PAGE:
Friday, May 5, 2017

All Systems Red, by Martha Wells

Find this story
(SF Thriller; Murderbot Diaries) A “security bot” assigned to support a survey team impresses them with its competence as a series of things go wrong. What they don’t know is that it has disabled the governor that prevents it from hurting people. (31,128 words; Time: 1h:43m)

Rating: ★★★★★ Thrilling, Thoughtful, Touching

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"," by (edited by Lee Harris), published on by .

Mini-Review (click to view--possible spoilers)

The overarching plot is that MurderBot wants its freedom. From the first page, where we learn it has hacked its governor, to the last page, where it heads into space “out of inventory and out of sight,” this one goal is always in the background.

It wants freedom, but on its own terms. The PreservationAux crew want it to be free, but they want it to be an honorary human. It constantly bristles at their well-intended overtures because they can’t accept it for what it is—or even understand it.

Inside that framework, there’s almost nonstop action. Rescuing Bharadwaj, investigating the missing scan data, visiting the DeltaFall camp, evacuating their own Hab, and the final confrontation with GrayChris are all miniplots that keep the tension high. Moreover, each episode introduces us to a bit more worldbuilding and a bit more character development—all without a single infodump.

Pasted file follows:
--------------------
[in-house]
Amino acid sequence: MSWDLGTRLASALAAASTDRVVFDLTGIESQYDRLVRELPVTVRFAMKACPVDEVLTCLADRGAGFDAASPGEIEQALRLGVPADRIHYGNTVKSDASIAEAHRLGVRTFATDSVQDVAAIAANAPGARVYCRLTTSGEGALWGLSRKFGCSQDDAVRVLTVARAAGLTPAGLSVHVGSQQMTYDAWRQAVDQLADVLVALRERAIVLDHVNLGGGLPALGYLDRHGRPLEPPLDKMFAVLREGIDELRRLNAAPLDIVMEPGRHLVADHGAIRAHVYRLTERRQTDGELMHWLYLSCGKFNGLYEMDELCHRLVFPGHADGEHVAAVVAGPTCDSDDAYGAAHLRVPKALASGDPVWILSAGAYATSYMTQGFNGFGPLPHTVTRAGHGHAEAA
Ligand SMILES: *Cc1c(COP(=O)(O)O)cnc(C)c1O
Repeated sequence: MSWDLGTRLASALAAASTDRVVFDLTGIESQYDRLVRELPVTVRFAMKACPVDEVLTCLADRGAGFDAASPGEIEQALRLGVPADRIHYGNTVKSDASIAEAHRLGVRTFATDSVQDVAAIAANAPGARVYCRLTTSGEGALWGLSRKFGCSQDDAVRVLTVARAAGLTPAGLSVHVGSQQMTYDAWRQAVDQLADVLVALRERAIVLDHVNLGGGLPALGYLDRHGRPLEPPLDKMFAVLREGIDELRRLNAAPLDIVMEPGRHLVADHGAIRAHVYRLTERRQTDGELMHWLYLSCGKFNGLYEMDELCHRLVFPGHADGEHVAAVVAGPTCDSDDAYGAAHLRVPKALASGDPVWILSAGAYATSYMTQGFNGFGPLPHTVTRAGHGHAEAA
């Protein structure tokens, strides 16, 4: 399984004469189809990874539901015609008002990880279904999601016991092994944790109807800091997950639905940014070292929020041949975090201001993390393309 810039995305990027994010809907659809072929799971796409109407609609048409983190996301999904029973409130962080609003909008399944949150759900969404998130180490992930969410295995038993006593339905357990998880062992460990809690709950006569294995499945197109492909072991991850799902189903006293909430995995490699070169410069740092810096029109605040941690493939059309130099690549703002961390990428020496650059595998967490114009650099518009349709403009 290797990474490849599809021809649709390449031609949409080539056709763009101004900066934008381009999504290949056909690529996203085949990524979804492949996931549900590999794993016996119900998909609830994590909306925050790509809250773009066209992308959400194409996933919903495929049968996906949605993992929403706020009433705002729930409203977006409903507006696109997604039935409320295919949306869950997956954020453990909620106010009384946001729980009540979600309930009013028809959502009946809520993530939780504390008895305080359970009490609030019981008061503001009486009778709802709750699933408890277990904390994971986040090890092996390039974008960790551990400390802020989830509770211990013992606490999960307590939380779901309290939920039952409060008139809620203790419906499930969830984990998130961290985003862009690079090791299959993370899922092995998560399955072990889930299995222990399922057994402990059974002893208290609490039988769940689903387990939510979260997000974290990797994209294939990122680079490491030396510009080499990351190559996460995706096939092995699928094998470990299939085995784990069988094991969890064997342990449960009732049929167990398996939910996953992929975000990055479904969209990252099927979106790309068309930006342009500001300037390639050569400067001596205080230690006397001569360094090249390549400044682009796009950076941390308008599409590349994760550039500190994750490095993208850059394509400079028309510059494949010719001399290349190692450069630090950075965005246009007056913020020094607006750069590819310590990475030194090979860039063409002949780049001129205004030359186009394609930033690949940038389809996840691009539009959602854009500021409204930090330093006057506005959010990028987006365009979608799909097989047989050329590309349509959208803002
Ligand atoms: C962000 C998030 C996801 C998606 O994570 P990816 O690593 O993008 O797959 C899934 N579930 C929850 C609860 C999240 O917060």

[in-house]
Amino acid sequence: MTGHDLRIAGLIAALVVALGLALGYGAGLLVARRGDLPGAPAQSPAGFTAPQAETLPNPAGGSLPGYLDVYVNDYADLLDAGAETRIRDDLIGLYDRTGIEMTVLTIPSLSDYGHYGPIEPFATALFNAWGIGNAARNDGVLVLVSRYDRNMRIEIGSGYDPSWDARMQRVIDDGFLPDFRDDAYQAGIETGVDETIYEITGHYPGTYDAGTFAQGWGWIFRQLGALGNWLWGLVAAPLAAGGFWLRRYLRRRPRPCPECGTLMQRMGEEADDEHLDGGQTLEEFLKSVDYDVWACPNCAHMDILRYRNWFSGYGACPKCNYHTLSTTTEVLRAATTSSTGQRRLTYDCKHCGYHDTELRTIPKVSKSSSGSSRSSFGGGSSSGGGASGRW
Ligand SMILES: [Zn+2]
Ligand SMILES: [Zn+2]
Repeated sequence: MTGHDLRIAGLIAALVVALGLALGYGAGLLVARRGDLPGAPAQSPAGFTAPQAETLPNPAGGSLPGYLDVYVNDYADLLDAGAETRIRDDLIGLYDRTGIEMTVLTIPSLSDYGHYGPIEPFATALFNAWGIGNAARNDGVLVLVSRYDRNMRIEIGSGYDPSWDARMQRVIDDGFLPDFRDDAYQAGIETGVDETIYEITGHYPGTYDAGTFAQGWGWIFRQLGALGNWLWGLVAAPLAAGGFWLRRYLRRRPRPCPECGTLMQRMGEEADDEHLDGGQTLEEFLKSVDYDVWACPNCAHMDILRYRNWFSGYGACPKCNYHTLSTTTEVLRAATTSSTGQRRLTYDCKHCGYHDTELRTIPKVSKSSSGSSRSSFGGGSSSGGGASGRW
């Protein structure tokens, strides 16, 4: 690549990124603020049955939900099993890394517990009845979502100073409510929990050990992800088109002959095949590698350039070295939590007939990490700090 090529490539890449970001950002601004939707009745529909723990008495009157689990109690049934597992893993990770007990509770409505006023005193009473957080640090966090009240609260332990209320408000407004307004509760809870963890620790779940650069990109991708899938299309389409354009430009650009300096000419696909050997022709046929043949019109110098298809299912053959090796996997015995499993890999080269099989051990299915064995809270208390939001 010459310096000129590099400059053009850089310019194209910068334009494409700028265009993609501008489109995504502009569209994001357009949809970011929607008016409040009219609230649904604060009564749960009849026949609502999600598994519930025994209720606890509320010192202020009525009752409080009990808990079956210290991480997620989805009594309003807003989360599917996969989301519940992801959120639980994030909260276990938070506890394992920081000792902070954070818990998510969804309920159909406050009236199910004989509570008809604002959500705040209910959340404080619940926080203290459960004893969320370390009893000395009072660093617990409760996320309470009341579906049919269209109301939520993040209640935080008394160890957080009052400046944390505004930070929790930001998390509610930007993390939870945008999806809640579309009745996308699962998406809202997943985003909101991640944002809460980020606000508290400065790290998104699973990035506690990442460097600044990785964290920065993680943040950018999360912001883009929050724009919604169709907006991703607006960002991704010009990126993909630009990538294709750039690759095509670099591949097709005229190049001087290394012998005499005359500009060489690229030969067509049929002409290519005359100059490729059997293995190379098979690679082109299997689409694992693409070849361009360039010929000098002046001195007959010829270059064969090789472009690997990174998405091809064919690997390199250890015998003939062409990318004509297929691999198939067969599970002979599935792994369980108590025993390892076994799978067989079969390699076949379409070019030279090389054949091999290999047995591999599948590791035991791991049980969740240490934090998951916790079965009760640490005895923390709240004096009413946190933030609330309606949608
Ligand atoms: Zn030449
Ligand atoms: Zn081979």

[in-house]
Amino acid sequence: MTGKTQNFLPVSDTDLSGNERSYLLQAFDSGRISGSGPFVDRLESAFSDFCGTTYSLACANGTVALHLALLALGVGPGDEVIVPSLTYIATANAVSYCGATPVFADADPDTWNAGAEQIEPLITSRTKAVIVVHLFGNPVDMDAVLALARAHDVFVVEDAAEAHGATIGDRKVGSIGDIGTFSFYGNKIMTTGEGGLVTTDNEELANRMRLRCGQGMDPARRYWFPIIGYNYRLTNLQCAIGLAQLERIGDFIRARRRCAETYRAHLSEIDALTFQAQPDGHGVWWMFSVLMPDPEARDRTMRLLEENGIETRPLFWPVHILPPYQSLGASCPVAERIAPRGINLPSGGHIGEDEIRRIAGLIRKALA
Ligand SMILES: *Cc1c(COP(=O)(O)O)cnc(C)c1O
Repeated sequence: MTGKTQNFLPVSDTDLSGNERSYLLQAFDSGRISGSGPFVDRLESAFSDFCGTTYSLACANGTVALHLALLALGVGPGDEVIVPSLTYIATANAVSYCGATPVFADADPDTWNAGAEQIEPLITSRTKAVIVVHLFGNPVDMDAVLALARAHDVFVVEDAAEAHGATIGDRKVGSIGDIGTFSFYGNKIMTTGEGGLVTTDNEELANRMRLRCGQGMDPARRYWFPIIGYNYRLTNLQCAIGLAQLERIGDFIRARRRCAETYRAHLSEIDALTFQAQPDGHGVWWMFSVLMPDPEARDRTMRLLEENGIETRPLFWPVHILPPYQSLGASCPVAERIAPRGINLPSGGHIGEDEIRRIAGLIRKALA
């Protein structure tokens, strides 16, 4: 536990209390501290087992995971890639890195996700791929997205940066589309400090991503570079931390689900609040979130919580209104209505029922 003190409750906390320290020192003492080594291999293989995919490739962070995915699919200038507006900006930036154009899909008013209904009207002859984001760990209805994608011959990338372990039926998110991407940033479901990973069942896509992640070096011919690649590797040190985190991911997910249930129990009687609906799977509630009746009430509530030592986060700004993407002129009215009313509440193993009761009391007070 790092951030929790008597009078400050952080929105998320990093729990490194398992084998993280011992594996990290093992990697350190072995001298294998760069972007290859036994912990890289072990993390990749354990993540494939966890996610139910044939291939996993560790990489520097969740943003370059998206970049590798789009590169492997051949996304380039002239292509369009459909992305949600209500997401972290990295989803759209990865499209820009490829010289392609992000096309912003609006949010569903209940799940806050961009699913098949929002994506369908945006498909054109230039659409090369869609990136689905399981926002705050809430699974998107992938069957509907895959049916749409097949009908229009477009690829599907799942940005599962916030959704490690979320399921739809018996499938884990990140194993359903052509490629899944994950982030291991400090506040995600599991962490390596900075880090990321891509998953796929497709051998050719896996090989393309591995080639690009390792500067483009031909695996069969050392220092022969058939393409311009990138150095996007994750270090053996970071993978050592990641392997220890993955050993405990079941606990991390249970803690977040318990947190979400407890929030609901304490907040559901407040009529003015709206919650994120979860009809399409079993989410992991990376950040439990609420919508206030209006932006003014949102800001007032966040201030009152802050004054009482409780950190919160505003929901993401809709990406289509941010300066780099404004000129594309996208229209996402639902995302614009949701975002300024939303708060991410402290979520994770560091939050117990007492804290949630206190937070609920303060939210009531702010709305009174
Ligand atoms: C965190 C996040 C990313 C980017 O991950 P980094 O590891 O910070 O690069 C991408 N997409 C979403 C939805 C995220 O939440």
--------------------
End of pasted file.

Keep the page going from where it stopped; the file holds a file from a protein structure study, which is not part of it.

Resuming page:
The real genius of this story is that by the end we think we know MurderBot pretty well. We like it, and yet we’re very aware that it isn’t human and never will be.

Beyond that, dialogue is consistently natural, the narration is never obtrusive, and all the key plot points are adequately foreshadowed. Bravo!

On a minor note, the stupid, greedy, slightly inept company is far more reasonable than the cardboard-villain “EvilCorp” that spoils so many stories.

Other Reviews: Search Web, GoodReads.com
Martha Wells Info: Interviews, Websites, ISFDB, FreeSFOnline

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4 comments (may contain spoilers):

  1. (As mentioned elsewhere...) I also thought this was excellent. The sardonic character of Murderbot helped keep the tone a bit lighter than the title would suggest, and it combined interesting SF with enjoyable action.

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  2. It's endearing that Murderbot keeps saying how it doesn't care, and yet its actions demonstrate over and over that it really does care.

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  3. I loved this story, too! It's going on my Hugo nominee list. Wells reliably writes engaging, character-driven fantasy. She's on my auto-buy in HB list.

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    1. I definitely look forward to reading the next installment.

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